Congress mulls reviving tax breaks prized by ADM, Tesla, GM
U.S. lawmakers led by Senate Finance Committee Chairman Charles Grassley are negotiating a potential revival of expired tax breaks in last-minute negotiations over a government spending bill.
The talks, which were held on Saturday, are focused on reinstating the so-called tax extenders, a move that could be a boon to the biofuel, alcoholic beverage and short-line railroad industries that were hoping to see renewal of valuable credits and deductions, according to a person familiar with the discussions.
“Chairman Grassley has been leading bicameral negotiations on tax extenders and is working to make sure they are included in the year-end appropriations package,” Michael Zona, a spokesman for Grassley, said Saturday in an email. “Dropping tax extenders like biodiesel would be a major setback and may push more plants that employ thousands of Americans toward bankruptcy.”
The negotiations are taking place as the House and Senate seek to strike a deal that would fund the government before the current stopgap package expires on Friday. The tax breaks lapsed at the end of 2017. Since then, businesses have been expecting Congress to retroactively extend the benefits as lawmakers have repeatedly done in years past. So far, no relief has materialized.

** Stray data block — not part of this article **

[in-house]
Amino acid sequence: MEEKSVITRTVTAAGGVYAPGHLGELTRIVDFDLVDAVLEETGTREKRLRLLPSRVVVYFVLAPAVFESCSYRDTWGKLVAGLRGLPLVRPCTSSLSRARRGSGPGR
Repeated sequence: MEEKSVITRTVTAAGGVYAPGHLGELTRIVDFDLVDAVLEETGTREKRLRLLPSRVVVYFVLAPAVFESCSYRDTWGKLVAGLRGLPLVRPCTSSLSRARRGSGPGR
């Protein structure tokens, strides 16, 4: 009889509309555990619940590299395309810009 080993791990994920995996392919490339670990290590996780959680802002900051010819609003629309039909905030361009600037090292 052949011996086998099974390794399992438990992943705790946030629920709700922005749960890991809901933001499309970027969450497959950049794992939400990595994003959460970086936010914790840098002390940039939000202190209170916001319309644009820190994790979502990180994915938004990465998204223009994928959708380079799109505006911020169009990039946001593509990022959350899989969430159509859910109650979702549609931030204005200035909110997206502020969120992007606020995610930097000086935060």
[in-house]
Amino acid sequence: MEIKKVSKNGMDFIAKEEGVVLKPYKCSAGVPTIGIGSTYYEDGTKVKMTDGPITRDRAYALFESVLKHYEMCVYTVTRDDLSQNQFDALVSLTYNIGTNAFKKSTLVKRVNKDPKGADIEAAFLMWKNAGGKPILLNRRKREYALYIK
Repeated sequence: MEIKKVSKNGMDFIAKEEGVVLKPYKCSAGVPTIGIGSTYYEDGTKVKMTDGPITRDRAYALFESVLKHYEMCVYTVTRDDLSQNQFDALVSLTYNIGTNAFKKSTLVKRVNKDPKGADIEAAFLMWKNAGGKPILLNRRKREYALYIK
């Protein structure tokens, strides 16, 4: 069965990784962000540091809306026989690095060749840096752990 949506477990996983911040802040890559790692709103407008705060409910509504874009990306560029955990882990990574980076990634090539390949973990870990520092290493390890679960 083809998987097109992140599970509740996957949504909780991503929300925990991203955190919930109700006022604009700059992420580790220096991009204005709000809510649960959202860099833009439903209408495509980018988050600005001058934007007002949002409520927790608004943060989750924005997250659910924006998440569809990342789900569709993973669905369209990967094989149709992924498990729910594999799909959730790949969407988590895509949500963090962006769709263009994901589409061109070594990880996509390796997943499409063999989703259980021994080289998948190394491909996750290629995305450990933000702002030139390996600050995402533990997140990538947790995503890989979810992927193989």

The talks present a particularly acute boost to the biodiesel sector — including Archer-Daniels-Midland Co. and Renewable Energy Group Inc. — which is advocating for a retroactive extension of a $1 per gallon tax credit for biodiesel. Several plants have begun slashing production and laying off workers as a result of the two-year lapse of the tax credit.
It also could buoy tax breaks for those thinking of buying electric cars from General Motors Co. and Tesla Inc., which had been lobbying for an extension of a lucrative consumer tax credit for electric vehicle purchases. The $7,500 credit is still in effect, but Congress has capped the number of credits at 200,000 for each manufacturer. Both GM and Tesla have already reached the threshold.
Beer, wine and spirits producers could also see their two-year tax break revived. The 2017 tax overhaul temporarily lowered the excise tax for brewers, wine makers and distillers. The provision, which has strong bipartisan support, is credited with helping the craft beverage industry expand.
Others hoping to use the year-end spending bill as a vehicle for their tax credit includes the solar industry, which is preparing to see its 30 percent investment tax credit start decreasing next year.
— With assistance from Kaustuv Basu